Well, Jeff, while I’m sceptical about some of the SE100 team’s conclusions, I think it might be a bit much to expect their small team to deliver a personal message of thanks to all 409 companies who took part. They’re doing a big, complicated job with fairly limited resources.

    Good that you’ve produced a social impact report, though. Is that something you’ve done before?


  3. No David, I hadn’t done this before and when solicited to contribute, found myself wondering just how I could relate it. There were two things at the back of my mind. One was Muhammad Yunus in his talk on social business where he describes the ‘bottom line’ of Grameen Danone being the number of children removed from malnutrition. There was also our own 1996 treatise for an alternative to capitalism, which stated that “Economics, and indeed human civilization, can only be measured and calibrated in terms of human beings. Everything in economics has to be adjusted for people, first, and abandoning the illusory numerical analyses that inevitably put numbers ahead of people, capitalism ahead of democracy, and degradation ahead of compassion.”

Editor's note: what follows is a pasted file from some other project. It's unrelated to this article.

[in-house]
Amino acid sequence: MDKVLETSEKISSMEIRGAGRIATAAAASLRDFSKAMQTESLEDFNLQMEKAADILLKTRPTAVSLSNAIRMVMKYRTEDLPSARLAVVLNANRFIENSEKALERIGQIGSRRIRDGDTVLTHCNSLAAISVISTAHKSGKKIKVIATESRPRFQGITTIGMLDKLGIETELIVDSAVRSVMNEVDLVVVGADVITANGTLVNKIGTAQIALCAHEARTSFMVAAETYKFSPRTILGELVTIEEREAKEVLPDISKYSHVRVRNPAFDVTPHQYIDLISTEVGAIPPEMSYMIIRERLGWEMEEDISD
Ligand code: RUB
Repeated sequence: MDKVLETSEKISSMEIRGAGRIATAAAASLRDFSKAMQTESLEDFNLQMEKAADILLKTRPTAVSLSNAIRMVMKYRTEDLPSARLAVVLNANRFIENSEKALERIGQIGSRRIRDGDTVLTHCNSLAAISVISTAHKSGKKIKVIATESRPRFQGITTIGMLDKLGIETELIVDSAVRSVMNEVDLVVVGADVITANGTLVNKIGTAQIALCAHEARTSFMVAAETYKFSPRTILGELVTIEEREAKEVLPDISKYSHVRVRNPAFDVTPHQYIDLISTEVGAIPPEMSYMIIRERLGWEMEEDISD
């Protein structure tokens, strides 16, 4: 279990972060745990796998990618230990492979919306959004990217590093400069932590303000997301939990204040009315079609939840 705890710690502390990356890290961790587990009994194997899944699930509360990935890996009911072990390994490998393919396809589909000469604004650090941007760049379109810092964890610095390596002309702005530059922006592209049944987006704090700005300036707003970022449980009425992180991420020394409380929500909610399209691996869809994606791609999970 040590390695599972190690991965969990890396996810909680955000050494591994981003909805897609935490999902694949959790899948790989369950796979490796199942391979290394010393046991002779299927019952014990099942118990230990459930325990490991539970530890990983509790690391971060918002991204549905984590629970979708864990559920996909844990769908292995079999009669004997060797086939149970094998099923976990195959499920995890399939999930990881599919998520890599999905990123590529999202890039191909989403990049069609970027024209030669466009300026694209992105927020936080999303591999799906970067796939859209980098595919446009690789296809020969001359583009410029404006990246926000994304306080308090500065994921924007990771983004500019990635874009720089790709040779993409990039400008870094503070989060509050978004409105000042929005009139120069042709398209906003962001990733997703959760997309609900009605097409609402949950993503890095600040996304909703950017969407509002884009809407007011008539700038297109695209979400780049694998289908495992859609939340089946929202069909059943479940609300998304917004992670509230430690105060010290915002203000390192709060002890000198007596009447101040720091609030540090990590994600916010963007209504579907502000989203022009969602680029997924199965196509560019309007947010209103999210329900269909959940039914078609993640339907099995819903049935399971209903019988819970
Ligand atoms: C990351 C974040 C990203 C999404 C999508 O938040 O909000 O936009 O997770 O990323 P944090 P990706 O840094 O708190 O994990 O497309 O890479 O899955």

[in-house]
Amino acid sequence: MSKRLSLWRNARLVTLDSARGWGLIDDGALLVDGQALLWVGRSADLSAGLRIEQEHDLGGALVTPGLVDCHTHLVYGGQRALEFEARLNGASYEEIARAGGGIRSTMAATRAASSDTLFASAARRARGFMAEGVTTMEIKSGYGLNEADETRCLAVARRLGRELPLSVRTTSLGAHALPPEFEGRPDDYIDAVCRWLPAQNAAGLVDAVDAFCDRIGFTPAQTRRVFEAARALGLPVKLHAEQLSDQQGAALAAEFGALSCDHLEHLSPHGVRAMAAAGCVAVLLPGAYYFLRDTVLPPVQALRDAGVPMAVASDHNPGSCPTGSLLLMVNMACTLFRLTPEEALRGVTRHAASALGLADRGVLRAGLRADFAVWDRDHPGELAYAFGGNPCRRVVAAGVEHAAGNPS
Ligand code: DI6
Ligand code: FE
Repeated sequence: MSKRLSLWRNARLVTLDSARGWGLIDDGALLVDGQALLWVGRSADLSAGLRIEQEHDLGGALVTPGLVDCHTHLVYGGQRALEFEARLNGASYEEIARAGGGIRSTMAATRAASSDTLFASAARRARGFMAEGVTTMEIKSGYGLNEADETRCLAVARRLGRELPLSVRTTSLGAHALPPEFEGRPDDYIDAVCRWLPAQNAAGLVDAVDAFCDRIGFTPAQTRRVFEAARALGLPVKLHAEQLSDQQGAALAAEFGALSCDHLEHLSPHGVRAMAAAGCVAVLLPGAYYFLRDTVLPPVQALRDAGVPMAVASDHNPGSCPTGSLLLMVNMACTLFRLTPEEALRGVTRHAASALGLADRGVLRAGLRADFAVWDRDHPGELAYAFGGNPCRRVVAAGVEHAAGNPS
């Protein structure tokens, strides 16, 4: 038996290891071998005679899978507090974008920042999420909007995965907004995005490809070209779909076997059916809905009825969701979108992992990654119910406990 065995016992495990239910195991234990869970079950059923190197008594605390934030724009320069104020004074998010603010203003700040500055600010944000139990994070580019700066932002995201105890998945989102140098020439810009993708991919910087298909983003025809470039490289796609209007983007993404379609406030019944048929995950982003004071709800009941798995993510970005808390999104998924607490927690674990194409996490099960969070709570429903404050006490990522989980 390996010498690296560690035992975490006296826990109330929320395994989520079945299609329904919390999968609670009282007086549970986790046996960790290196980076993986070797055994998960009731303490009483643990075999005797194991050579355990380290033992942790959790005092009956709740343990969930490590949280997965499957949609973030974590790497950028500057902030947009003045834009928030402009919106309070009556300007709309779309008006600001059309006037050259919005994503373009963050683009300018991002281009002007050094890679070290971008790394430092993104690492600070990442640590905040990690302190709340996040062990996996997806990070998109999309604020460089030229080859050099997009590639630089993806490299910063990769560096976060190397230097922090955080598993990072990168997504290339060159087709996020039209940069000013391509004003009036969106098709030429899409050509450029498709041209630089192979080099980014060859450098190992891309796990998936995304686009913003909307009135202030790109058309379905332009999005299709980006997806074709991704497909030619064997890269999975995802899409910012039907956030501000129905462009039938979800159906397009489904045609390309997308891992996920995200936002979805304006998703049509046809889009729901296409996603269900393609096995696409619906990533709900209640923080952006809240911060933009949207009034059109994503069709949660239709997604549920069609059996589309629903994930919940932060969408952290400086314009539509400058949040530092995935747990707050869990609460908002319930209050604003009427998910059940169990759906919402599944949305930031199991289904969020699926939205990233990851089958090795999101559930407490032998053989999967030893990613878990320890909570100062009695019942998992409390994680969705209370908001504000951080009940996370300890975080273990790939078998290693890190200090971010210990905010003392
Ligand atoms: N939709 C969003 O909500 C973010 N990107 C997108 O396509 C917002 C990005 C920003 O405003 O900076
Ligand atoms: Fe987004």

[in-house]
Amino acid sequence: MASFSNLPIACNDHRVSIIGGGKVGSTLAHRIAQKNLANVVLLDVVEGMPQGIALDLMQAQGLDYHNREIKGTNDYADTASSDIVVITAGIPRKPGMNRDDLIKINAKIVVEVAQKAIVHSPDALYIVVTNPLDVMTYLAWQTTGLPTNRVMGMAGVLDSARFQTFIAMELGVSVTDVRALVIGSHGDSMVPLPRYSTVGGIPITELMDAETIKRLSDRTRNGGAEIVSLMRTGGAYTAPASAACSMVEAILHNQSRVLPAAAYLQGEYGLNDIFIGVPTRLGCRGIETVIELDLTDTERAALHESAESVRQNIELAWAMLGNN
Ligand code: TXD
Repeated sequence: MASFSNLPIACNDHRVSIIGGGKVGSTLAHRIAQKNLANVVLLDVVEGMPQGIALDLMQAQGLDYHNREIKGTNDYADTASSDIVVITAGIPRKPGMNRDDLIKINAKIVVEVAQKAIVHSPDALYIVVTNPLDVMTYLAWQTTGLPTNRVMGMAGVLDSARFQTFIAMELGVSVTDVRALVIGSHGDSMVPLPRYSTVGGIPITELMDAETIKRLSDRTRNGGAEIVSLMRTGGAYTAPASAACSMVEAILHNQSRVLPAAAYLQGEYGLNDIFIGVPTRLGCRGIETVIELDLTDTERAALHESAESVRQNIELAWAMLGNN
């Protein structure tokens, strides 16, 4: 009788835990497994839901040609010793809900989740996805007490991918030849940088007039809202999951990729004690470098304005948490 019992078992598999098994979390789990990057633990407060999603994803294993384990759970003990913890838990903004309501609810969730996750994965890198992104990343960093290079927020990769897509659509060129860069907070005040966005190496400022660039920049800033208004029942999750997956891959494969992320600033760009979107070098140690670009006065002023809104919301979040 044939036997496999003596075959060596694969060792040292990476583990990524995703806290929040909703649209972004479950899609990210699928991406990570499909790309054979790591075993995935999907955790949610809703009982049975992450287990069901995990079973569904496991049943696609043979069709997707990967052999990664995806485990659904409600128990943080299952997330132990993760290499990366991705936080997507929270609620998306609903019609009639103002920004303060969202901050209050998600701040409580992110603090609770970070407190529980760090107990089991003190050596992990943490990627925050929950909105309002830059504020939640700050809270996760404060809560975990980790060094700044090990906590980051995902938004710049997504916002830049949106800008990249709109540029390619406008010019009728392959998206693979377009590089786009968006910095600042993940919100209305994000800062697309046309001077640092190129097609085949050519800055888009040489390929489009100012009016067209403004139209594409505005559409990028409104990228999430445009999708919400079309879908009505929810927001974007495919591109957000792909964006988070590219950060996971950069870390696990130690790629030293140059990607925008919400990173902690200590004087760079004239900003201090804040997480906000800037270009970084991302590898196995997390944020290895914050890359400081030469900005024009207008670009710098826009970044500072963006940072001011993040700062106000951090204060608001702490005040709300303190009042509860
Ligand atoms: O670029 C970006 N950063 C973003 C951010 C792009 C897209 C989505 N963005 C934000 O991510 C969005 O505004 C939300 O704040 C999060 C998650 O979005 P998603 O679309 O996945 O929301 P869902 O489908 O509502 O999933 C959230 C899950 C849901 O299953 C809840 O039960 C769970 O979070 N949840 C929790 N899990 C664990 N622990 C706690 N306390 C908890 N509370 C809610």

This is perhaps meaningless where a social economy is being measured in terms of financial turnover. There is no tool to my knowledge, which can quantify the value of a life or of a loving family environment.

    We’re also doing a big complicated job with limited resources which can be difficult and dangerous. It has meant inordinate sacrifice, including going without salary and what we contribute in time or intellectual property represents considerable investment on our part.


  4. Hi David